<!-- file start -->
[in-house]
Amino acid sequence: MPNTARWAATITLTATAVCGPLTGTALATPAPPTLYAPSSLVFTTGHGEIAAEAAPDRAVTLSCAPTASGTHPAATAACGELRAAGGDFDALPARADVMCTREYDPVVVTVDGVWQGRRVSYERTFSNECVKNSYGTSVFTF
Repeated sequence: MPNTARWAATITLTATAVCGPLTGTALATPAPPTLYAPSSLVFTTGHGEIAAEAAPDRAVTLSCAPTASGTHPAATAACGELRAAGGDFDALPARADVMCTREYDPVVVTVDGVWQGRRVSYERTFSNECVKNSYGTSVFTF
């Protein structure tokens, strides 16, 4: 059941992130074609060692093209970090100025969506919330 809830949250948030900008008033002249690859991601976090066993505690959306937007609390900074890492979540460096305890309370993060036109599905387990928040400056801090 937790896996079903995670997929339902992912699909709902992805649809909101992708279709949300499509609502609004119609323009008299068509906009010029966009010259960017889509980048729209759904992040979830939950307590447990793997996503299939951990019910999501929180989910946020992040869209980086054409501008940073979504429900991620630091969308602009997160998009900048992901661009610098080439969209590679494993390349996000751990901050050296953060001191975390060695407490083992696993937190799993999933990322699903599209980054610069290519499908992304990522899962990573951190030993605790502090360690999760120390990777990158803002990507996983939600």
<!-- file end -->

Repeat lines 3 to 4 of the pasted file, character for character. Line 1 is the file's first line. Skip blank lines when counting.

Repeated sequence: MPNTARWAATITLTATAVCGPLTGTALATPAPPTLYAPSSLVFTTGHGEIAAEAAPDRAVTLSCAPTASGTHPAATAACGELRAAGGDFDALPARADVMCTREYDPVVVTVDGVWQGRRVSYERTFSNECVKNSYGTSVFTF
């Protein structure tokens, strides 16, 4: 059941992130074609060692093209970090100025969506919330 809830949250948030900008008033002249690859991601976090066993505690959306937007609390900074890492979540460096305890309370993060036109599905387990928040400056801090 937790896996079903995670997929339902992912699909709902992805649809909101992708279709949300499509609502609004119609323009008299068509906009010029966009010259960017889509980048729209759904992040979830939950307590447990793997996503299939951990019910999501929180989910946020992040869209980086054409501008940073979504429900991620630091969308602009997160998009900048992901661009610098080439969209590679494993390349996000751990901050050296953060001191975390060695407490083992696993937190799993999933990322699903599209980054610069290519499908992304990522899962990573951190030993605790502090360690999760120390990777990158803002990507996983939600």